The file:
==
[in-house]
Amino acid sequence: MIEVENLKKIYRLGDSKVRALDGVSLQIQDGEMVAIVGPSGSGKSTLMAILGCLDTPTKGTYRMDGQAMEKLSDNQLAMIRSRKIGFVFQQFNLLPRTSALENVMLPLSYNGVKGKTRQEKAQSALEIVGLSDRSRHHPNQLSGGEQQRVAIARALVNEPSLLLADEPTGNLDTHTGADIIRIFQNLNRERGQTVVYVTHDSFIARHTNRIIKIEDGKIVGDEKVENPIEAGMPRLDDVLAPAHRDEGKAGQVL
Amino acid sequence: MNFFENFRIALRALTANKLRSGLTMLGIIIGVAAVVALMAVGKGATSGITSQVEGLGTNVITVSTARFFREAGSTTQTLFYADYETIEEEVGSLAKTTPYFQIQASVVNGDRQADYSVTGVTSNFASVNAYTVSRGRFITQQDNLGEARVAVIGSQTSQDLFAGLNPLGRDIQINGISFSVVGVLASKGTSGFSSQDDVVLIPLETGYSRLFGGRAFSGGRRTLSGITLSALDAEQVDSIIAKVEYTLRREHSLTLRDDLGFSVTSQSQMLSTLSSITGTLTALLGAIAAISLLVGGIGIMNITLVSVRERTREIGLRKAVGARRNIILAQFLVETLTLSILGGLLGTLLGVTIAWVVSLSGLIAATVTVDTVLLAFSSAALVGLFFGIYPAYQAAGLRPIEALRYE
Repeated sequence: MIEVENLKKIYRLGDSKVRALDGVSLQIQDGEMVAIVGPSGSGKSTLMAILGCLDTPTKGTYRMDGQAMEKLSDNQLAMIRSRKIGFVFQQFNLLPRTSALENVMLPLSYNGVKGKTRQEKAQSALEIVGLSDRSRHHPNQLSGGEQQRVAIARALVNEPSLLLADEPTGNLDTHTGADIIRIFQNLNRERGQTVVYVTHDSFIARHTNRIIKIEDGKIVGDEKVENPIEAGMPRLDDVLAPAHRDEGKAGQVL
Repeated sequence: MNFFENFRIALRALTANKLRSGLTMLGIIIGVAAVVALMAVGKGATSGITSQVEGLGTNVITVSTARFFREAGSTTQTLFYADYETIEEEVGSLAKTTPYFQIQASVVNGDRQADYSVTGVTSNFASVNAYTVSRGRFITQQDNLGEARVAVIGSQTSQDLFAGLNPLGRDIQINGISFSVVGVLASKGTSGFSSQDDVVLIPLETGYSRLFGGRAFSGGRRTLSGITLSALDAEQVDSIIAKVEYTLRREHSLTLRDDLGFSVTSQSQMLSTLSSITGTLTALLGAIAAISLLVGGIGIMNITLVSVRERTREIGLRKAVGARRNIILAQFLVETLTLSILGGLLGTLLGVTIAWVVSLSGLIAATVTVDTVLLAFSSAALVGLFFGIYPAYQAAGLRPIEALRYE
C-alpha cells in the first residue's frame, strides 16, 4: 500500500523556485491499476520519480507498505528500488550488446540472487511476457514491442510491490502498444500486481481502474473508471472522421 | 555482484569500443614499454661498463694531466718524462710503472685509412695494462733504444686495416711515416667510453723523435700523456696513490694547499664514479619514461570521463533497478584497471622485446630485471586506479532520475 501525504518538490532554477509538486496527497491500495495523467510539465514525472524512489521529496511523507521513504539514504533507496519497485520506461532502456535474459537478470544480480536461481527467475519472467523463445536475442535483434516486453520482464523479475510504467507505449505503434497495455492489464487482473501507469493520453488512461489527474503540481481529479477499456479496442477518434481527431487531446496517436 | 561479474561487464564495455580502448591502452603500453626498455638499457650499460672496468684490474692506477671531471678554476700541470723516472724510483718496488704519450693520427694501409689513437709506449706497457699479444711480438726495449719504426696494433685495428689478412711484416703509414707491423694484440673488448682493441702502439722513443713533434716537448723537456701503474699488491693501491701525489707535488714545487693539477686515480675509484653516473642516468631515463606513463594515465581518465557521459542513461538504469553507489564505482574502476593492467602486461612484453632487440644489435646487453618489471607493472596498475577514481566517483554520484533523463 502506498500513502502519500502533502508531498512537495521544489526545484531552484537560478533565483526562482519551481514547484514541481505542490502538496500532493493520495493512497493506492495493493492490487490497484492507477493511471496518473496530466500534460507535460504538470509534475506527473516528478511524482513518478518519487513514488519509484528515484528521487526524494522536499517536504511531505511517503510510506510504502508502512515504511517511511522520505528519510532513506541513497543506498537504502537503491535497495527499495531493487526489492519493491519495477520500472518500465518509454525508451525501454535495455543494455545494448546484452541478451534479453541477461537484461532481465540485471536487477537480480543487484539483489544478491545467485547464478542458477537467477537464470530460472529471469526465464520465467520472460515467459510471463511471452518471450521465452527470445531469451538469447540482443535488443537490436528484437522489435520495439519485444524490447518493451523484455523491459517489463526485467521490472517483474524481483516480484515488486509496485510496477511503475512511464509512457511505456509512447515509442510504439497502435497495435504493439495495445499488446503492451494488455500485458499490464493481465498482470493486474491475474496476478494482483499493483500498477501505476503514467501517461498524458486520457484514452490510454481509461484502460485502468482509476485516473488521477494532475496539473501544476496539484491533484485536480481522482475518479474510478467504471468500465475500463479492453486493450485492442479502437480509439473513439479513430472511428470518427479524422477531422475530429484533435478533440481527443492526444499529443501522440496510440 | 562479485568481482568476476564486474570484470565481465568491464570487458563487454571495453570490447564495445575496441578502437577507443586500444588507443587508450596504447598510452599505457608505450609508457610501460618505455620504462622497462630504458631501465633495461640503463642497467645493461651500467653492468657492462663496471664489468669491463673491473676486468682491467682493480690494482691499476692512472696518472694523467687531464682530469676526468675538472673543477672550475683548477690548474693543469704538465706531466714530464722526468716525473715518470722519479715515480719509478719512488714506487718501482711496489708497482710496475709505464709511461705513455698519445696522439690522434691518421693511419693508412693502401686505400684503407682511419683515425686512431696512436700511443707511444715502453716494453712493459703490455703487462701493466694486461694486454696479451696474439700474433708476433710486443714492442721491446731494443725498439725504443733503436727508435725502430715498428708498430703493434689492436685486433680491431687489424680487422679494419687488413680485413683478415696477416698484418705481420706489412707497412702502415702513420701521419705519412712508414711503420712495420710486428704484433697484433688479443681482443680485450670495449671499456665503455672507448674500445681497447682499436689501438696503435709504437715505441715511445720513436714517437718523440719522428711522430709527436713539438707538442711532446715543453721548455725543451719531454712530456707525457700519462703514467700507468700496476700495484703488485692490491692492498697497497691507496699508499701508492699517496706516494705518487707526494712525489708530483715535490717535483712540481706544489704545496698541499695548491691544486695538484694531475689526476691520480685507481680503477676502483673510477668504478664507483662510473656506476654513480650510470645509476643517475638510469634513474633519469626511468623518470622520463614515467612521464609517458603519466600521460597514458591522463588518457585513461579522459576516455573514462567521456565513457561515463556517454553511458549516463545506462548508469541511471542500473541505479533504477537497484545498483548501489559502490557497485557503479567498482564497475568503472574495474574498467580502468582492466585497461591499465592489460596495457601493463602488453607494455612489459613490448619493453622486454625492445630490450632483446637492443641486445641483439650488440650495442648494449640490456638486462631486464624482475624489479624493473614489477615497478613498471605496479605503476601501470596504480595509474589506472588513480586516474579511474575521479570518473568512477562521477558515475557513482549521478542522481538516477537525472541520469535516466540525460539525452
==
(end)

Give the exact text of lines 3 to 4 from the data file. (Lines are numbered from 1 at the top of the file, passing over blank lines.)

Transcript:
Amino acid sequence: MNFFENFRIALRALTANKLRSGLTMLGIIIGVAAVVALMAVGKGATSGITSQVEGLGTNVITVSTARFFREAGSTTQTLFYADYETIEEEVGSLAKTTPYFQIQASVVNGDRQADYSVTGVTSNFASVNAYTVSRGRFITQQDNLGEARVAVIGSQTSQDLFAGLNPLGRDIQINGISFSVVGVLASKGTSGFSSQDDVVLIPLETGYSRLFGGRAFSGGRRTLSGITLSALDAEQVDSIIAKVEYTLRREHSLTLRDDLGFSVTSQSQMLSTLSSITGTLTALLGAIAAISLLVGGIGIMNITLVSVRERTREIGLRKAVGARRNIILAQFLVETLTLSILGGLLGTLLGVTIAWVVSLSGLIAATVTVDTVLLAFSSAALVGLFFGIYPAYQAAGLRPIEALRYE
Repeated sequence: MIEVENLKKIYRLGDSKVRALDGVSLQIQDGEMVAIVGPSGSGKSTLMAILGCLDTPTKGTYRMDGQAMEKLSDNQLAMIRSRKIGFVFQQFNLLPRTSALENVMLPLSYNGVKGKTRQEKAQSALEIVGLSDRSRHHPNQLSGGEQQRVAIARALVNEPSLLLADEPTGNLDTHTGADIIRIFQNLNRERGQTVVYVTHDSFIARHTNRIIKIEDGKIVGDEKVENPIEAGMPRLDDVLAPAHRDEGKAGQVL